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Seibert Stadium

Homewood, AL

Home of the Samford Bulldogs



Seibert Stadium (map it)
800 Lakeshore Dr
Homewood, AL 35229

Samford Bulldogs website

Seibert Stadium website

Year Opened: 1958

Capacity: 6,700

There are no tickets available at this time.


Local Information


A Hidden Gem in a Football Mad State

When you think football in the state of Alabama your thoughts naturally gravitate toward the two behemoth stadiums the state has to offer – Alabama’s Bryant-Denny Stadium or Auburn’s Jordan-Hare Stadium, both of which are featured several times each season on CBS and/or ESPN. Birmingham’s Legion Field is also a once-proud venue that unfortunately now only hosts a few thousand fans per game as the home turf of the moribund UAB Blazers.

There is another option to the high prices and huge crowds that accompany SEC games, and it sits in an absolutely gorgeous setting on the campus of Samford University. Seibert Stadium was constructed in 1958, and has hosted every Bulldog home game ever since. While those more famous venues garner all of the attention, consider the history that lurks within the boundaries of Seibert Stadium. Pat Sullivan, the 1971 Heisman winner, has coached the Bulldogs since 2008. And none other than Robert Cleckler Bowden – aka Bobby – the NCAA’s all-time winningest Division 1 coach calls Samford (then known as Howard College) his alma mater, and began his legendary coaching career at the stadium that now features a statue of his likeness outside of the main entrance.


What is FANFARE?

The FANFARE scale is our metric device for rating each stadium experience. It covers the following:

  • Food & Beverage
  • Atmosphere
  • Neighborhood
  • Fans
  • Access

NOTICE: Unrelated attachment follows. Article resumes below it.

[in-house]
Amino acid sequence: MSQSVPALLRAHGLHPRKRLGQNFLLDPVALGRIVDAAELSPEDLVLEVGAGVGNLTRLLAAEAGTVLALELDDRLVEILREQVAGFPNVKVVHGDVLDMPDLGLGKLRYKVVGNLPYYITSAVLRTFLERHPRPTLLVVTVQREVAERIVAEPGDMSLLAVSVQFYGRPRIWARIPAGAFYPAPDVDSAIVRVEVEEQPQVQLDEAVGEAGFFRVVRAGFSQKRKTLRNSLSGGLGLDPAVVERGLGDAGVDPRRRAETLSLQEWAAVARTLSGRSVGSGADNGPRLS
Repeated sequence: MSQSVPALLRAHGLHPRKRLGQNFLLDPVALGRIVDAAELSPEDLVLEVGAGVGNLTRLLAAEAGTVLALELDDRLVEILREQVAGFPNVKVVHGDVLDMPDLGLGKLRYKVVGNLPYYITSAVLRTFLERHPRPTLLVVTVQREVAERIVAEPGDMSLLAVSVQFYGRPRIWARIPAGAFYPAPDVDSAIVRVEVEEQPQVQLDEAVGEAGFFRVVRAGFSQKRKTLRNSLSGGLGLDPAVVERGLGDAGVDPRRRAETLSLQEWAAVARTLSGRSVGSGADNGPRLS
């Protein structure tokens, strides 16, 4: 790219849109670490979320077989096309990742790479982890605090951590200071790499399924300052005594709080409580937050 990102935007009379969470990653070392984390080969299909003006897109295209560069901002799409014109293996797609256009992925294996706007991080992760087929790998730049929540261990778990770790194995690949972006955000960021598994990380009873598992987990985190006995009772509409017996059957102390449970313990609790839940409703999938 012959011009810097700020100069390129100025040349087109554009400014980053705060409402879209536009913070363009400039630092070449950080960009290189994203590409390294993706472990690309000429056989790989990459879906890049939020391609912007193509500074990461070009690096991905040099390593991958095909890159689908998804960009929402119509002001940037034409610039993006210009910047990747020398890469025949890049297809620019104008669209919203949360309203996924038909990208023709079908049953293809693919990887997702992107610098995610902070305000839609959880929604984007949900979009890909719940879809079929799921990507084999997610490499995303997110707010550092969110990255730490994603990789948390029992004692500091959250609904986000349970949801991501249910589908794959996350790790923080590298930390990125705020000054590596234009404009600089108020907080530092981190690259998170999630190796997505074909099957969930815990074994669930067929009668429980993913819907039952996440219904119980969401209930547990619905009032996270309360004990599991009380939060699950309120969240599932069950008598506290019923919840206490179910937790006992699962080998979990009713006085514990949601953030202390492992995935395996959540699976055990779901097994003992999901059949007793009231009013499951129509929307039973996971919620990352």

• Return on Investment
  • Extras

Each area is rated from 0 to 5 stars with 5 being the best. The overall composite score is the "FANFARE Score".

Food & Beverage    3

The food options at Seibert Stadium are somewhat limited, with only two main concession areas, one on either side of the stadium. The east entrance is mainly served by concession tents - similar to what you would see at a soccer tournament - offering bottled drinks, chips, candy, etc. The west stand houses the main concession area, where you can find other options, such as hot dogs ($2.50), sausages ($4), hot pretzels ($2.50), nachos ($3) or pre-made deli sandwiches ($4), in addition to chips, candy, peanuts, etc. Bottled water ($2) and fountain drinks ($2 regular/$4 for large souvenir Samford cup) are also available. Not having burgers, chicken sandwiches, chicken fingers or pizza available is disappointing, but the prices are more than reasonable.

Atmosphere    5

The atmosphere on my visit to Seibert Stadium was fantastic. The Samford campus is beautiful, with rolling hills and hundreds of trees lining its walkways. The surrounding mountains offer a gorgeous backdrop, particularly in the fall when the trees are at their peak foliage (see photo gallery). The stadium itself sits down in a bowl, with grandstands on either sideline and hills forming a horseshoe around the north end zone. Many kids take advantage of the steeply-sloped hills by fashioning homemade sleds out of cardboard boxes or by using the placards handed out at the entrance.

Neighborhood    4

Samford is a suburban university located approximately eight miles south of downtown Birmingham. The campus itself is beautiful, featuring many green areas and hundreds of mature trees and immaculate landscaping. It is quite hilly, with a significant elevation change from front to back. The campus is surrounded by upper middle-class houses and professional office complexes, but blends in naturally to the setting. Given this sort of land-locked feature, there aren't many off-campus activities available within walking distance.

Fans    3

The game I attended was Homecoming, and the home stands were filled, in addition to people ringing the top of the hill. There was an impressive student section, and Samford's band kept the crowd entertained during timeouts on the day I attended. Not all games are this well-attended, and it can be a struggle to attract large crowds, particularly when either Alabama or Auburn have a home game; however, on this day, both were on the road, allowing the locals and alumni to take advantage. There was also an impressive array of tailgating for an FCS school of Samford's size (enrollment is approximately 4,500 full time students).

Access    4